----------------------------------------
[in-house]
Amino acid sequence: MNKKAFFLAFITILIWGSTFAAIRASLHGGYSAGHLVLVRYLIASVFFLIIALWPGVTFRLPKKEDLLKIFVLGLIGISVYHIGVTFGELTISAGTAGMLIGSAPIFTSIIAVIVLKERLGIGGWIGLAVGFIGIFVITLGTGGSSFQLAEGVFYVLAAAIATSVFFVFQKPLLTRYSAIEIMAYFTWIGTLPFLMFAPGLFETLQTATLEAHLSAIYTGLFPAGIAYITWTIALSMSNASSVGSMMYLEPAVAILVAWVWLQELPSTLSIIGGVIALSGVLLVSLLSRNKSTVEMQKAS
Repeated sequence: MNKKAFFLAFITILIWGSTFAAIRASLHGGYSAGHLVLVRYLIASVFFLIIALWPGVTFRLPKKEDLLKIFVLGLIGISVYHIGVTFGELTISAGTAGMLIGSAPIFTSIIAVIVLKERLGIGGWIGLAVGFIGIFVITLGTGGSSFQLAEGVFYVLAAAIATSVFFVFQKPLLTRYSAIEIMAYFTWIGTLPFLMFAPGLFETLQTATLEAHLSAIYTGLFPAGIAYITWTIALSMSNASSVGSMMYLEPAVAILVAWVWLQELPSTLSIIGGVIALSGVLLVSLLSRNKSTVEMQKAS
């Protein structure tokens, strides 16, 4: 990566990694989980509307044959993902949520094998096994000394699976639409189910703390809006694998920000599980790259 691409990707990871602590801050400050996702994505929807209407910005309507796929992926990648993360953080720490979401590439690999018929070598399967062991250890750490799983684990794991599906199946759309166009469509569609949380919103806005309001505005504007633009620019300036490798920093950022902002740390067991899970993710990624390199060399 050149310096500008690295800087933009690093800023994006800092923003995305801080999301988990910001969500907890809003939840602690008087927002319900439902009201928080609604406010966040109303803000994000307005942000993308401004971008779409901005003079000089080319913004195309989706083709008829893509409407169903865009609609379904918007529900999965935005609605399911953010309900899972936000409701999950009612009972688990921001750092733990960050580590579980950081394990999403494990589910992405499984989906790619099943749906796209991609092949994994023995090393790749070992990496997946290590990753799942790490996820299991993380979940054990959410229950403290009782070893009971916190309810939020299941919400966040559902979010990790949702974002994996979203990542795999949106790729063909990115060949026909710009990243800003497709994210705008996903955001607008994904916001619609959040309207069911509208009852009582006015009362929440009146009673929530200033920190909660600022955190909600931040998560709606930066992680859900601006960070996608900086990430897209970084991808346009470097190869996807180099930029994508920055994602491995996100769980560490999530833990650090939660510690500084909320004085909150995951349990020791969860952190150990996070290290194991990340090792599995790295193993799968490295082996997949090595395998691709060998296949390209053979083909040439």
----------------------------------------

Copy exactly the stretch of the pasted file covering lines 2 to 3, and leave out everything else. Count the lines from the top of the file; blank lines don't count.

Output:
Amino acid sequence: MNKKAFFLAFITILIWGSTFAAIRASLHGGYSAGHLVLVRYLIASVFFLIIALWPGVTFRLPKKEDLLKIFVLGLIGISVYHIGVTFGELTISAGTAGMLIGSAPIFTSIIAVIVLKERLGIGGWIGLAVGFIGIFVITLGTGGSSFQLAEGVFYVLAAAIATSVFFVFQKPLLTRYSAIEIMAYFTWIGTLPFLMFAPGLFETLQTATLEAHLSAIYTGLFPAGIAYITWTIALSMSNASSVGSMMYLEPAVAILVAWVWLQELPSTLSIIGGVIALSGVLLVSLLSRNKSTVEMQKAS
Repeated sequence: MNKKAFFLAFITILIWGSTFAAIRASLHGGYSAGHLVLVRYLIASVFFLIIALWPGVTFRLPKKEDLLKIFVLGLIGISVYHIGVTFGELTISAGTAGMLIGSAPIFTSIIAVIVLKERLGIGGWIGLAVGFIGIFVITLGTGGSSFQLAEGVFYVLAAAIATSVFFVFQKPLLTRYSAIEIMAYFTWIGTLPFLMFAPGLFETLQTATLEAHLSAIYTGLFPAGIAYITWTIALSMSNASSVGSMMYLEPAVAILVAWVWLQELPSTLSIIGGVIALSGVLLVSLLSRNKSTVEMQKAS